We Belong Garrison Keillor, "Born among the Born Again ..
I just added a new recipe under, well, recipes, of course. It's low guilt mac 'n cheese and you might as well make it tonight. You will not be sorry. For one thing, if there's any left over, it's heavenly for lunch. And if you let your dog lick the pan, he'll appreciate it.
Events are starting to be booked for the new novel, Once Upon A Time, There Was You. I'll put a description of the book and a quote from it on the website once we have a jacket--we still don't have a jacket. It comes out April 5th.
Today is one of those drab winter days with little flakes of snow chasing themselves around, first slanting to the right, then to the left, then just kind of hanging in the air like they're at a bad party. The best thing would be for me to go for a brisk walk. So what do I do? Eat two (2) pieces of Boston Cream pie. Which was delicious. If my doctor is reading this, I'm just kidding. I really ate a spinach salad with no dressing. And some.....what? Brewer's yeast.
I got to be in conversation with Lynda Barry on stage at Unity Temple on Tuesday. She has a new book out called "Picture This" which is ostensibly about drawing, but to my mind says a lot about creativity in general. She urges people to "trust the back of your mind." Reading this book frees you up inside, no matter who you are or what you do. In addition to that, Lynda Barry is the queen of the evocative phrase. Garrison Keillor once said, "All you have to do is say rhubarb pie and the reader does the rest." When Lynda's talking about summer, she uses these phrases: standing on the back porch in your underwear, crossing hot asphalt with bare feet, talking into a fan. When you're next in the bookstore, take her book into a corner and start at the beginning and see if you don't get charmed pretty quickly. Then buy it.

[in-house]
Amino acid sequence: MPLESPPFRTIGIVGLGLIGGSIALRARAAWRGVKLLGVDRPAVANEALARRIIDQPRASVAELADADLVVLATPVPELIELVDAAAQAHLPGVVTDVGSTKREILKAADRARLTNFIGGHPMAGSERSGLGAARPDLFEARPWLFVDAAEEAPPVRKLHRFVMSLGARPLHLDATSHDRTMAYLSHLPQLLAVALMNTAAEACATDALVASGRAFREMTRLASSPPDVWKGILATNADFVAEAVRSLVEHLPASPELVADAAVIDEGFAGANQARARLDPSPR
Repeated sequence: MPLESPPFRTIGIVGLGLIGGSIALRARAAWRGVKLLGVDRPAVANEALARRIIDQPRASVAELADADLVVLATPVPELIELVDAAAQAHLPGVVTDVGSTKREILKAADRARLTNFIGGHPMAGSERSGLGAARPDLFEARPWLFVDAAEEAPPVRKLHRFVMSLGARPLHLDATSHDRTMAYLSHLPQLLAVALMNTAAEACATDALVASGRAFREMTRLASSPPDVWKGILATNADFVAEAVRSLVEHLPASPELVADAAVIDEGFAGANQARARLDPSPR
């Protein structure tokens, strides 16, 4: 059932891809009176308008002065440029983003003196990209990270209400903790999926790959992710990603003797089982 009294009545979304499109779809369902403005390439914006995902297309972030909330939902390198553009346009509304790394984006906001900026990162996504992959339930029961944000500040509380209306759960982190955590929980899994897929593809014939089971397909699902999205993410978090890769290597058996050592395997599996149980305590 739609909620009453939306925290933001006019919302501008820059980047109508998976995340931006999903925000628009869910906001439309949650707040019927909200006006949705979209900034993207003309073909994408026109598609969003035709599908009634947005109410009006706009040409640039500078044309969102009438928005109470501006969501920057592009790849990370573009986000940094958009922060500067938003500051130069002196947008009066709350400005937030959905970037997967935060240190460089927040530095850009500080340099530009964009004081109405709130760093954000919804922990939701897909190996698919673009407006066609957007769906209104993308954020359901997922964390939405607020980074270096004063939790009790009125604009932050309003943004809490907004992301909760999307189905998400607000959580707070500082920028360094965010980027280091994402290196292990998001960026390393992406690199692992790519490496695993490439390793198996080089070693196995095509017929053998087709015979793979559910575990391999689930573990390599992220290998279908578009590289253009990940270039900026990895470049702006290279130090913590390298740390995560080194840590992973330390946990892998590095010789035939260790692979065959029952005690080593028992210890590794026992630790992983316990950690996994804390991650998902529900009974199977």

And now, its time for MAILBAG!!
T. B. from Boise, Idaho, is a 56-year old nurse who writes: "Thanks for giving voice to many thoughts and feelings inside this woman's heart. We don't know each other, but I feel that we are friends. Your books are friends to me." This was her first time writing to an author. If only I were Oprah, I would send her a Cadillac convertible for that.
A. R. from Anderson, S.C. sent a really thoughtful letter about the longing she has to be writer. She also talks about how many of my female characters feel stifled in traditional roles, and asks if I ever felt that overwhelming desire to run away. Oh, honey, don't we all? I think all of us, men and women, have days when the open road holds particular allure. I used to find it so odd that sometimes when I was feeling really terrible, I would go to the mall and buy a new book or some red lipstick and feel so much better. It seemed to illegtimize my feelings. But the truth is, sometimes it just doesn't take very much to bring us out of our despair. (Sometimes it does, but that's another story.)
S. K. from Ona, W. Virginia writes, interestingly, "I'm given to jumping in the car and taking spontaneous mini-trips." She should go on over to S.C. and pick up A Ragan. Isn't that a good idea?